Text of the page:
Kingfisher Airlines Agrees To Clear Rs 10 Crore Of Service Tax Dues
Central Board of Excise and Customs (CBEC) chief S K Goel on Sunday said that the ailing Kingfisher airlines had agreed to clear Rs.10 crore of its whopping Rs.76 crore service tax due, in service tax arrears which it has already collected from passengers, by end of this fiscal year.
The 7-years-old airline has been experiencing a severe debt-crisis over the corresponding period last year, following which the airlines has massively scaled down its operation and last week it had completely pulled down services to international routes.
The huge outstanding amount by the Kingfisher airlines promoted the service tax department to cancel bank accounts of Kingfisher. So far the department concerned has frozen as many as 40 accounts of the Kingfisher.
"However, the service tax department will de-freeze some of the airlines account to help the payment of remaining dues," said Goel.
"They have told us that they are going through a cash- crunch and needs some more time to pay up," PTI quoted Goel as saying.
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"Kingfisher has dues to the tune of Rs 76 crore; we are talking to them. They will be depositing about Rs 10 crore this month," he added.
The DGCA has served a number of notices to the cash-strapped airlines that is now operating 16 out of 64 aircrafts, creating a mess in the aviation sector.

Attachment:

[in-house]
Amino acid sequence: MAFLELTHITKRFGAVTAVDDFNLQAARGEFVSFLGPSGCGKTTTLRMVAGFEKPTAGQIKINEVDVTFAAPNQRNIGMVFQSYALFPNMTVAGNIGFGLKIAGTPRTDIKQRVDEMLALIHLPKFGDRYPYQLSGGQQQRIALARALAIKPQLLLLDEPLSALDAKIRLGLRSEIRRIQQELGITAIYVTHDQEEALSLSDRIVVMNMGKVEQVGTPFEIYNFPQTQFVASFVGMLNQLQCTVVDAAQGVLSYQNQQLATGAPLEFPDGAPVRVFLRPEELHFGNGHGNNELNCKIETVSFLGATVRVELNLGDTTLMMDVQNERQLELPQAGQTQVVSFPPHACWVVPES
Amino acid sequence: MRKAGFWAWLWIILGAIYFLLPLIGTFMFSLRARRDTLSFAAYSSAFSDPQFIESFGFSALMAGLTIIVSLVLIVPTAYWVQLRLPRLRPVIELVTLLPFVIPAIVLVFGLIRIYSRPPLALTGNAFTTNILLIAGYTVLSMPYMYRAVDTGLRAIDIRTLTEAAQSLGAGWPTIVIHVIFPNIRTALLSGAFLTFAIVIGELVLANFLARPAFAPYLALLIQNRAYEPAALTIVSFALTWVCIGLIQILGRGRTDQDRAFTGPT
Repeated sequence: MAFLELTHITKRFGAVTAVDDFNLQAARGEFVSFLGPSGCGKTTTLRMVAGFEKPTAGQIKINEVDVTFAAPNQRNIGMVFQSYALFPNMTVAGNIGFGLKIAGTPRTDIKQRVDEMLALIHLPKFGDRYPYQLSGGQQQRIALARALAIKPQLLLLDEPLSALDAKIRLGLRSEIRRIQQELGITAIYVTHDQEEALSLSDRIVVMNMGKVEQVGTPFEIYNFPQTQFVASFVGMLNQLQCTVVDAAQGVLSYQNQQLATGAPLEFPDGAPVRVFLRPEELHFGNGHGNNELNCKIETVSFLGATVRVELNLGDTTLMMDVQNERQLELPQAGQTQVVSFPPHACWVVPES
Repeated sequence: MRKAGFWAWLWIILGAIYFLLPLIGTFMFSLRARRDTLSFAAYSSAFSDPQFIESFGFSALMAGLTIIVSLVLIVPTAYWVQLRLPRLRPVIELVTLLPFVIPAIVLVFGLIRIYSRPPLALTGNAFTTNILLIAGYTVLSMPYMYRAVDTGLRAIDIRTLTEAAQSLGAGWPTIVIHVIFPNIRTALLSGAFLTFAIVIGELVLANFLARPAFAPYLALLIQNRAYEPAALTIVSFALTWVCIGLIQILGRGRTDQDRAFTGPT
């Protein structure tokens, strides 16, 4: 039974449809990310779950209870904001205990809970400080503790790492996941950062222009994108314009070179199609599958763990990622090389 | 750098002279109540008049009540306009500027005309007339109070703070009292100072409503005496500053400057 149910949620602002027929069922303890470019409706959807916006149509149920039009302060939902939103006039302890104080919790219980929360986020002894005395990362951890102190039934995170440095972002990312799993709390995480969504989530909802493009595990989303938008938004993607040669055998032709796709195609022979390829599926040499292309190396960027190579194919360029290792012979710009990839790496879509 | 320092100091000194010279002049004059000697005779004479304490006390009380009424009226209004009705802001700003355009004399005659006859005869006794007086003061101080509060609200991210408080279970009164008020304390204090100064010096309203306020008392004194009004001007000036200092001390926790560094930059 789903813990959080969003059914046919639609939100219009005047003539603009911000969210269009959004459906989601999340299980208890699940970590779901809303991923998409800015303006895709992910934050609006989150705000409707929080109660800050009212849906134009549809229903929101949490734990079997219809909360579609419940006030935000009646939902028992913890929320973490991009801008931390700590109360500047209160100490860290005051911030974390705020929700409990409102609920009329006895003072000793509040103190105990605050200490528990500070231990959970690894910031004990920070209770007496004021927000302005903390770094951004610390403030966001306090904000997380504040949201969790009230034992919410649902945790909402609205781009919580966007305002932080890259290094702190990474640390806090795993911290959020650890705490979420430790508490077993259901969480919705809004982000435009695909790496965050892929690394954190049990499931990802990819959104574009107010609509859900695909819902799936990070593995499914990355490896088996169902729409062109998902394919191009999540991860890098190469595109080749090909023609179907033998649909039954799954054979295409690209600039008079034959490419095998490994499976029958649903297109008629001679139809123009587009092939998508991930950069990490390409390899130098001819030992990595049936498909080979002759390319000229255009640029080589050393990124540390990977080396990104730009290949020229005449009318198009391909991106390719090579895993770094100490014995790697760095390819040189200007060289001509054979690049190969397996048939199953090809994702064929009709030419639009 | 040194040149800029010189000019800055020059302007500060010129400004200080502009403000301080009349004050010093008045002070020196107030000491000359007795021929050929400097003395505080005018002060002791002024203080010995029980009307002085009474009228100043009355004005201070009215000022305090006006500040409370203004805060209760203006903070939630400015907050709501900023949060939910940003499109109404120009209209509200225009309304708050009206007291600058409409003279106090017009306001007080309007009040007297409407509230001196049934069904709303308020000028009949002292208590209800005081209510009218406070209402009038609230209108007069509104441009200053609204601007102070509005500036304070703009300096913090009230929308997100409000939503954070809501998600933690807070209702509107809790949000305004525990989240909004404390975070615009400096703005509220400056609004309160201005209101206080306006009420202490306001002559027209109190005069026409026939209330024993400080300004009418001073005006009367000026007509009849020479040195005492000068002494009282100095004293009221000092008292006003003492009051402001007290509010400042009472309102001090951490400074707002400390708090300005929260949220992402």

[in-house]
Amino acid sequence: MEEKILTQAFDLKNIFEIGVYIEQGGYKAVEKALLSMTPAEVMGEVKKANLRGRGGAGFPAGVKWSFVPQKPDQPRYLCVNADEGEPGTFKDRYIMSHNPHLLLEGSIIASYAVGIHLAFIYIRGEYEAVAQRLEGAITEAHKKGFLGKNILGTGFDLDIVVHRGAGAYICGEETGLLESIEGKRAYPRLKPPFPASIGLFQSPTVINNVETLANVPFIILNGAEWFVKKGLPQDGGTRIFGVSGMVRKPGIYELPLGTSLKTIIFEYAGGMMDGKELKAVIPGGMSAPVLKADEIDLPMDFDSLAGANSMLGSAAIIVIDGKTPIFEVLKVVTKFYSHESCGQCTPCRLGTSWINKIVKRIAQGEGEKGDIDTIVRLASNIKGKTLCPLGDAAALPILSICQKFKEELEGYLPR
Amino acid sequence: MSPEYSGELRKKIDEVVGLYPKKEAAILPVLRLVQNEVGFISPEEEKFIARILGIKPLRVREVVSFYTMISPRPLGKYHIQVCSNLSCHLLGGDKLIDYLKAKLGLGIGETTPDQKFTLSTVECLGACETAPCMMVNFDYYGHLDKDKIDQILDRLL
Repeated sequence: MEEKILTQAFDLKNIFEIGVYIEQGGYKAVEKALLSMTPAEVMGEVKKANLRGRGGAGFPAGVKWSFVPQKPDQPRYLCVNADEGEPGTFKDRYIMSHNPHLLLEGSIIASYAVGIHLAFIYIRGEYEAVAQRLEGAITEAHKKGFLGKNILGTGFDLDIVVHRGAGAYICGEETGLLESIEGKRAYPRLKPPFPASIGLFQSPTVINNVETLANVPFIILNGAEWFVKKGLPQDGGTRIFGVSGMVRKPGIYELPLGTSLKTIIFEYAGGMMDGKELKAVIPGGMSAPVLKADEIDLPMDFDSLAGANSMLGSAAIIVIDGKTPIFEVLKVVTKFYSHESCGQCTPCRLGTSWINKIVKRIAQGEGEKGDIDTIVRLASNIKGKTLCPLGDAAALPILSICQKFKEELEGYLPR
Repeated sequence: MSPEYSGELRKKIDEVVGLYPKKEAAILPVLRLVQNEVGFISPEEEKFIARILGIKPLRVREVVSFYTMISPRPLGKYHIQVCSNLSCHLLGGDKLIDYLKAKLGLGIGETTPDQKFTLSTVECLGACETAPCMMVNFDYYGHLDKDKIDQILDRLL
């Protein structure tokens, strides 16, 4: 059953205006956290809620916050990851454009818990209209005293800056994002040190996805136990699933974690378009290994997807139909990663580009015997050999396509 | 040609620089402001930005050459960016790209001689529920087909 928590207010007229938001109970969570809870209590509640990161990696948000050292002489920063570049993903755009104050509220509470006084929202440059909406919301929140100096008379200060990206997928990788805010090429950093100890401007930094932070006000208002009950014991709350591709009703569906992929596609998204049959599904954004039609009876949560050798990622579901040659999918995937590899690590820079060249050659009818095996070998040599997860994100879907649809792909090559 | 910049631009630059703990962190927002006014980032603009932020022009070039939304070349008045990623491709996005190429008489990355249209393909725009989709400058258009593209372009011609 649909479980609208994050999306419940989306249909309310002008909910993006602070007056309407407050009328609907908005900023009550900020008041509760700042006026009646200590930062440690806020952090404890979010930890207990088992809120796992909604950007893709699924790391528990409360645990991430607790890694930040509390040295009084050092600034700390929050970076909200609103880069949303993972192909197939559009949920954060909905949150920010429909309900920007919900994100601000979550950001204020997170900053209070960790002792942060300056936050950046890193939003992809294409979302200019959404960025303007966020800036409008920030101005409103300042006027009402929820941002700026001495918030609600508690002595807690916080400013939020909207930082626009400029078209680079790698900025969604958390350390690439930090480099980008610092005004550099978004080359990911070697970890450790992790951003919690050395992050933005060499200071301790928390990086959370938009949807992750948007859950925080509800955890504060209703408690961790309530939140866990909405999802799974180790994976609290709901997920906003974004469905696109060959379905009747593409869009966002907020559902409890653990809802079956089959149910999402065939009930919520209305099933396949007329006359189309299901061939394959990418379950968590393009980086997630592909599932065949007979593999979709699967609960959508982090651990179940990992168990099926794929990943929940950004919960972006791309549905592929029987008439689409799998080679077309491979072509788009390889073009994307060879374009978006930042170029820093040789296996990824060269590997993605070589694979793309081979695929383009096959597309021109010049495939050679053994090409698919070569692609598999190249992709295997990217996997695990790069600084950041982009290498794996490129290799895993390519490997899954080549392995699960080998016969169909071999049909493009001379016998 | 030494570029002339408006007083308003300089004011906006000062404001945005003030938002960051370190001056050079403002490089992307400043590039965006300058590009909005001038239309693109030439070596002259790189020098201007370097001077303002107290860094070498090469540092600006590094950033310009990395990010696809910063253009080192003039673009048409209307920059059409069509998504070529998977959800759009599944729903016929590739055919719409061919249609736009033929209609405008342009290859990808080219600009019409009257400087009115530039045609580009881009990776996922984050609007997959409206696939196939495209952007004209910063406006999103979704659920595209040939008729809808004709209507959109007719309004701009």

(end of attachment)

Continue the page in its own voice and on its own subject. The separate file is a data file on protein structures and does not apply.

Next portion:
The Aviation Ministry and the DGCA has dashed off a strong warning saying that it would cancel the licence of the Kingfisher airlines, in case it fails to come out with a new operational schedule by next week.
Meanwhile, commenting on the penal action against the unfortunate Kingfisher airlines, which the department threatened early this week, Goel said that according to a legal provision, a defaulter could take up to 12 months to pay the dues. However, violating the deadline will promote the department to restore to other legal options.
Kingfisher went on a flight cancelation spree after the airlines incurred a thumping Rs.6, 000 crore of loss.
Meanwhile, pilots quitting the jobs or boycotting the duties over the non-payment of salaries pushed the airlines along with passengers into an unholy mess.
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